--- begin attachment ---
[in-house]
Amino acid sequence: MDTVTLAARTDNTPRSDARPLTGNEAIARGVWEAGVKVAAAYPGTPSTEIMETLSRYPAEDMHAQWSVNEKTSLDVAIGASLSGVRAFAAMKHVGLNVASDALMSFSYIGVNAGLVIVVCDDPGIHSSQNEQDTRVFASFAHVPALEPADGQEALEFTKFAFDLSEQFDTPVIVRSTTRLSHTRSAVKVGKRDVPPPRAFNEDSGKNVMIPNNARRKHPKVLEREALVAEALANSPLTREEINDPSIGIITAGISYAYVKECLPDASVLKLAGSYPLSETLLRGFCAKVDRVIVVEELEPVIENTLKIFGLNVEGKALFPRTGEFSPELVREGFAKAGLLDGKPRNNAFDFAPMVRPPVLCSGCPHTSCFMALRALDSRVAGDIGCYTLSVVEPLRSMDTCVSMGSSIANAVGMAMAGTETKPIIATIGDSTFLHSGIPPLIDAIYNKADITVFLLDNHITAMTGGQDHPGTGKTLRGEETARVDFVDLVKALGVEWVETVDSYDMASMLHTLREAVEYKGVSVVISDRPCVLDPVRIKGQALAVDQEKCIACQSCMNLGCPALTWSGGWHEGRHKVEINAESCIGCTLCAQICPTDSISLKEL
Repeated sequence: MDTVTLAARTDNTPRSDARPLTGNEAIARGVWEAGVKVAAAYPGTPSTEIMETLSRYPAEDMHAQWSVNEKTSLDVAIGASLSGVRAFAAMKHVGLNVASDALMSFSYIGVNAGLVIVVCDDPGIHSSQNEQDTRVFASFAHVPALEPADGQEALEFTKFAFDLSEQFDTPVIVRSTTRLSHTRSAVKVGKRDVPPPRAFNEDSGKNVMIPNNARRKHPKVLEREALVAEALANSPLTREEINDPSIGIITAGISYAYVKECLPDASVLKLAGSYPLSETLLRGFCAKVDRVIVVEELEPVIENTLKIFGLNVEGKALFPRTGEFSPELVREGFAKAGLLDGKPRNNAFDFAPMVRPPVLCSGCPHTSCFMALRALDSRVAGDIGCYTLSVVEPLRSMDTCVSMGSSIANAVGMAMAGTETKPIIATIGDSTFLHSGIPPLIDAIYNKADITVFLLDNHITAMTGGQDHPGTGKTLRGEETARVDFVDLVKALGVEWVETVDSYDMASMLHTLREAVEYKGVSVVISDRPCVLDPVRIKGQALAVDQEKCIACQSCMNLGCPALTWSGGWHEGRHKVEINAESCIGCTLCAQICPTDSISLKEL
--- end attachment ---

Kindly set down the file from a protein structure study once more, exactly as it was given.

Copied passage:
[in-house]
Amino acid sequence: MDTVTLAARTDNTPRSDARPLTGNEAIARGVWEAGVKVAAAYPGTPSTEIMETLSRYPAEDMHAQWSVNEKTSLDVAIGASLSGVRAFAAMKHVGLNVASDALMSFSYIGVNAGLVIVVCDDPGIHSSQNEQDTRVFASFAHVPALEPADGQEALEFTKFAFDLSEQFDTPVIVRSTTRLSHTRSAVKVGKRDVPPPRAFNEDSGKNVMIPNNARRKHPKVLEREALVAEALANSPLTREEINDPSIGIITAGISYAYVKECLPDASVLKLAGSYPLSETLLRGFCAKVDRVIVVEELEPVIENTLKIFGLNVEGKALFPRTGEFSPELVREGFAKAGLLDGKPRNNAFDFAPMVRPPVLCSGCPHTSCFMALRALDSRVAGDIGCYTLSVVEPLRSMDTCVSMGSSIANAVGMAMAGTETKPIIATIGDSTFLHSGIPPLIDAIYNKADITVFLLDNHITAMTGGQDHPGTGKTLRGEETARVDFVDLVKALGVEWVETVDSYDMASMLHTLREAVEYKGVSVVISDRPCVLDPVRIKGQALAVDQEKCIACQSCMNLGCPALTWSGGWHEGRHKVEINAESCIGCTLCAQICPTDSISLKEL
Repeated sequence: MDTVTLAARTDNTPRSDARPLTGNEAIARGVWEAGVKVAAAYPGTPSTEIMETLSRYPAEDMHAQWSVNEKTSLDVAIGASLSGVRAFAAMKHVGLNVASDALMSFSYIGVNAGLVIVVCDDPGIHSSQNEQDTRVFASFAHVPALEPADGQEALEFTKFAFDLSEQFDTPVIVRSTTRLSHTRSAVKVGKRDVPPPRAFNEDSGKNVMIPNNARRKHPKVLEREALVAEALANSPLTREEINDPSIGIITAGISYAYVKECLPDASVLKLAGSYPLSETLLRGFCAKVDRVIVVEELEPVIENTLKIFGLNVEGKALFPRTGEFSPELVREGFAKAGLLDGKPRNNAFDFAPMVRPPVLCSGCPHTSCFMALRALDSRVAGDIGCYTLSVVEPLRSMDTCVSMGSSIANAVGMAMAGTETKPIIATIGDSTFLHSGIPPLIDAIYNKADITVFLLDNHITAMTGGQDHPGTGKTLRGEETARVDFVDLVKALGVEWVETVDSYDMASMLHTLREAVEYKGVSVVISDRPCVLDPVRIKGQALAVDQEKCIACQSCMNLGCPALTWSGGWHEGRHKVEINAESCIGCTLCAQICPTDSISLKEL